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Earth Day is Forever Tied to Wisconsin

PHOTO: Keith Reopelle of Clean Wisconsin says Earth Day founder and Wisconsinite Gaylord Nelson's ideals are still alive, but there's a lot of work to do. (Photo courtesy of Clean Wisconsin)
PHOTO: Keith Reopelle of Clean Wisconsin says Earth Day founder and Wisconsinite Gaylord Nelson's ideals are still alive, but there's a lot of work to do. (Photo courtesy of Clean Wisconsin)
April 22, 2014

MADISON, Wis. - Gaylord Nelson, a former Wisconsin governor and U.S. senator, founded Earth Day 44 years ago. According to Keith Reopelle, senior policy director of the state's largest environmental group, Clean Wisconsin, Nelson's ideals are still alive in Wisconsin.

"We've done a great job of that as a state," Reopelle said. "We've had the most comprehensive recycling program in the nation; we're the first ones to regulate acid rain emissions and the second state in the nation to regulate mercury emissions. We've done a good job of that, but there's a lot more to do."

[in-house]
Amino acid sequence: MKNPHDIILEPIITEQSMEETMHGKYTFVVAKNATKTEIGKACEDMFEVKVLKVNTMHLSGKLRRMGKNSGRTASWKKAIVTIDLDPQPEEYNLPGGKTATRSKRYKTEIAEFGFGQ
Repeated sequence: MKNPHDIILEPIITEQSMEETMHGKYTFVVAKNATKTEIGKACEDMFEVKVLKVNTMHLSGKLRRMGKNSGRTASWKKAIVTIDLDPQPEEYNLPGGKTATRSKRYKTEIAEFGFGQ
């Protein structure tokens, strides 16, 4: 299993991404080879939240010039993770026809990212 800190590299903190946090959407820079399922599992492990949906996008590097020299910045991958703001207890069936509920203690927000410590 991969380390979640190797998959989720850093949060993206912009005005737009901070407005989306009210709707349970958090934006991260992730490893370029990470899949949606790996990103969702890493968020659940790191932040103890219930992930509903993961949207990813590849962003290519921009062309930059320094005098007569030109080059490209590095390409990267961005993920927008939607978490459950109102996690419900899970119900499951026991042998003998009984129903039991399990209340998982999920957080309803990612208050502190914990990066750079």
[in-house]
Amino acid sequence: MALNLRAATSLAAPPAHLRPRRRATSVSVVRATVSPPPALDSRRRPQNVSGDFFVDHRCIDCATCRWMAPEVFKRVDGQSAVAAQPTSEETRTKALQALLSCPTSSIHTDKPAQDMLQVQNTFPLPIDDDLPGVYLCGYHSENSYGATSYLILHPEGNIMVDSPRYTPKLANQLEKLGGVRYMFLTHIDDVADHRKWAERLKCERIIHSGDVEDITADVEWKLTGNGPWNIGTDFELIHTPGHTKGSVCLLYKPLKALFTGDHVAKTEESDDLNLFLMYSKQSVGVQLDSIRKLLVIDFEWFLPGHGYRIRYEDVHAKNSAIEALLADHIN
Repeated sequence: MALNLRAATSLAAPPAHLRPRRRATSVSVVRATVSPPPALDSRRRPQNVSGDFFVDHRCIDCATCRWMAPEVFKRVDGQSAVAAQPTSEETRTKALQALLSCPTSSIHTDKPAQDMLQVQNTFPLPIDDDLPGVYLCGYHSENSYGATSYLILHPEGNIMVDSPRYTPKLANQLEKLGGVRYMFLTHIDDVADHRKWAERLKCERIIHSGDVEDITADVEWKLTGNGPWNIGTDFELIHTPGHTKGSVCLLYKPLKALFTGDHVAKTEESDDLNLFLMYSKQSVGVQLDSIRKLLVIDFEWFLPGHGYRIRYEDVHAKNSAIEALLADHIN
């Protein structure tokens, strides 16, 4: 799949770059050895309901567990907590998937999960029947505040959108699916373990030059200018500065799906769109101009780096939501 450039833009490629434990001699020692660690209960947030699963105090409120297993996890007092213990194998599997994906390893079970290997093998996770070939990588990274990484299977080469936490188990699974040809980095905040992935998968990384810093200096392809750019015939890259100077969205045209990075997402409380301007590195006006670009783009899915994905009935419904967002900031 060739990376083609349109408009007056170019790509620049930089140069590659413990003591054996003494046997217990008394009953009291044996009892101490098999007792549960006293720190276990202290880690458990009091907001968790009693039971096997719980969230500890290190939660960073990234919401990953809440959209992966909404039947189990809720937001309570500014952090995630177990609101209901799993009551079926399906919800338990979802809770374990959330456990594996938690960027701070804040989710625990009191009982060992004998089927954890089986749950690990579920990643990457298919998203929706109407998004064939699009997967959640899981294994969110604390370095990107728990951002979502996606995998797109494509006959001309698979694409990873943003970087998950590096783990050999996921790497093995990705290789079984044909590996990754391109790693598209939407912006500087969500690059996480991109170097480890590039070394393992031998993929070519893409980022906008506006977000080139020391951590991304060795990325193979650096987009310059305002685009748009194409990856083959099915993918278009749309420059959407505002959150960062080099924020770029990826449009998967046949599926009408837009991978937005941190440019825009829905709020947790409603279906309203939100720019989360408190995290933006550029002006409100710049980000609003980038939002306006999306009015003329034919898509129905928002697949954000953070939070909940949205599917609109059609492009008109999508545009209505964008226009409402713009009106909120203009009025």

Clean Wisconsin has suggested several small things people can do to pitch in for a healthier environment: recycling, going digital with magazine and newspaper subscriptions, investing in a sturdy reusable water bottle to keep plastic bottles out of landfills, buying used goods when possible, and taking time every day to power down electronic devices. However, Reopelle said, it's important to get involved in big things, too.

"Get involved in discussions and debates about regulations of carbon emissions," he urged. We're going to have a really big opportunity coming up to do that in just a couple of months here, when EPA puts out a draft regulation to regulate carbon emissions from power plants."

The biggest environmental challenge ahead is dealing with global climate change, Reopelle added. He pointed out that
Gaylord Nelson showed that one person can make a difference.

"You may think of it as 'I'm just one person; climate change and these other issues are big global issues,'" he said. "They are, but you can't think that you don't make a difference, because you really do. In fact, the only way we'll leave this planet for our children in as good a shape as we received it is if we each take action."

A list of ways to make a difference is available at www.cleanwisconsin.org.

Tim Morrissey, Public News Service - WI